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An Analysis of Post-Apartheid Anti-Fronting Interventions Fostering Mainstreaming of the Black South Africans into Corporate Sector

Treasure Hlayisani Mathebula
Kolawole Olusola Odeku
Department of Public and Environmental Law, University of Limpopo, Polokwane 0727, South Africa
Author to whom correspondence should be addressed.
Laws 2023, 12(6), 87;
Submission received: 17 September 2023 / Revised: 1 November 2023 / Accepted: 8 November 2023 / Published: 13 November 2023


While the colonial and apartheid regimes utilised draconian, arbitrary, segregated, discriminatory, and exclusive anti-black social-socioeconomic policies and laws to deny the majority of black South Africans access to and participation in various economic activities, post 1994 democratic South Africa has strategically introduced progressive policies and laws to ensure that black South Africans play active productive roles in socio-economic activities in all sectors. While this is commendable, various corporations and businesses owned by white companies are supposed to ensure that black people become part and parcel of the businesses, and companies are being denied active participation, using fronting purposefully to circumvent the requirements of the anti-fronting laws. Against this backdrop, this paper seeks to analyse the post-apartheid anti-fronting interventions that foster the mainstreaming of black South Africans into the corporate sector. The paper uses a literature review methodology to find and analyse primary and secondary sources of data relating to equality, BEE, and fronting. This paper presents the historical exclusion of blacks through the instrumentality of colonial and apartheid apparatuses and laws brutally utilised to exclude blacks from economic activities. Post 1994 democratic transformative interventions—laws—have been enacted to redress the segregated and exclusive laws; however, fronting activities and practices continue to undermine and circumvent successful implementation. This said, the post 1994 government continues to tackle impunity through the exploration of civil and criminal responsibilities and accountability of perpetrators and use the rule of law-judicial means to hold perpetrators accountable. This paper found that fronting is a persisting issue in South Africa despite anti-fronting legislative measures developed over the past years when the B-BBEE Act was amended. This paper advises more on pro-active anti-fronting measures to pro-actively foster the mainstreaming of black South Africans into the corporate sector.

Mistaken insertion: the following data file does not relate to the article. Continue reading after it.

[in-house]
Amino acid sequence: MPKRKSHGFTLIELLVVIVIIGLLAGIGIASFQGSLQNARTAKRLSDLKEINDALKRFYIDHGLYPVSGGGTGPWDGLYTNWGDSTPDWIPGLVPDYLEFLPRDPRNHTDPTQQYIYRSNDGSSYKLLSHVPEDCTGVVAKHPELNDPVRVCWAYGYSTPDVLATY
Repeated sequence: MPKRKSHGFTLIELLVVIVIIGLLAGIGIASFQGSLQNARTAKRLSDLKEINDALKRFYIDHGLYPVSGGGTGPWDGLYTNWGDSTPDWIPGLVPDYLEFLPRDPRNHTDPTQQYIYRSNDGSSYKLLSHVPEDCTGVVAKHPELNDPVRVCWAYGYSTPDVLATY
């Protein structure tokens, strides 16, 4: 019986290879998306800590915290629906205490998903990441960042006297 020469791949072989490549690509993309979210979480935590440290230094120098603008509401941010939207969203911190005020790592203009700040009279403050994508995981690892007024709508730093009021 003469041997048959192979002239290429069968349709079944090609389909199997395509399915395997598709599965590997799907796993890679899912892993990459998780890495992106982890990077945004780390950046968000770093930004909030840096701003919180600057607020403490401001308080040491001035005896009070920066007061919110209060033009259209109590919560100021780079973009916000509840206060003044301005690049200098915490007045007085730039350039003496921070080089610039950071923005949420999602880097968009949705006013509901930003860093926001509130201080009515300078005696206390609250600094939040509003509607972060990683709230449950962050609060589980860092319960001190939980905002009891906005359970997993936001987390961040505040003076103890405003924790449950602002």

1. Introduction

The historical background of the gradual development or evolution of the economy in South Africa has over the years been reflected or based on the marginalisation, exploitation, and exclusion of black people from all social and socioeconomic activities in the country. Colonialism and apartheid were used to keep the white minority in power, and as a result, wealth and income distribution in South Africa were unequal. The whites live in affluence, while the black majority are permanently in deep poverty. Land dispossessions of black people and the institutionalisation of the system that controlled the economy and employed black people as cheap labour were commonplace prior to the democratic dispensation in 1994 (Morifi and Mahlatsi 2021, p. 277). The colonial and apartheid systems of governance promulgated laws that restricted black people from buying and owning land that was valuable for mining and agriculture (Strauss 2019). Gender and racial oppression were key features of the apartheid system, and it resulted in widespread maltreatment of women, mainly black women and black people, reflected in the type and quality of education and economic opportunities they could access (Gallo 2020, p. 6). The apartheid system offered poor education to black people, which limited their opportunities. The black people’s kind of education and economic participation were, of course, not enough to allow them to compete in the mainstream of education; hence, quality jobs and education were reserved only for the white people (Gallo 2020, p. 7). The colonial and apartheid systems and policies have given rise to vast economic and systematic contortions that led to serious economic catastrophes and continued beyond that. The period between 1970 and 1994 was confronted by challenges such as poverty, inequality, sluggish economic growth, surging unemployment, a lack of investments, a lack of education, and a lack of skills for a poorer, higher cost of living (Ally and Lissoni 2017, p. 34). Post-apartheid, the black majority inherited a mismanaged economy and continues to fix the damages done during the colonial and apartheid eras to date (Polus et al. 2020, p. 296). The new dispensation seeks to eradicate poverty, inequality, racial discrimination, and unemployment (Shezi 2021, p. 69). Despite this, the World Bank and International Monetary Fund (2020) reported that South Africa is the most unequal country in the world, with race playing a determining factor in a society where the minority population owns more than 80 percent of the wealth.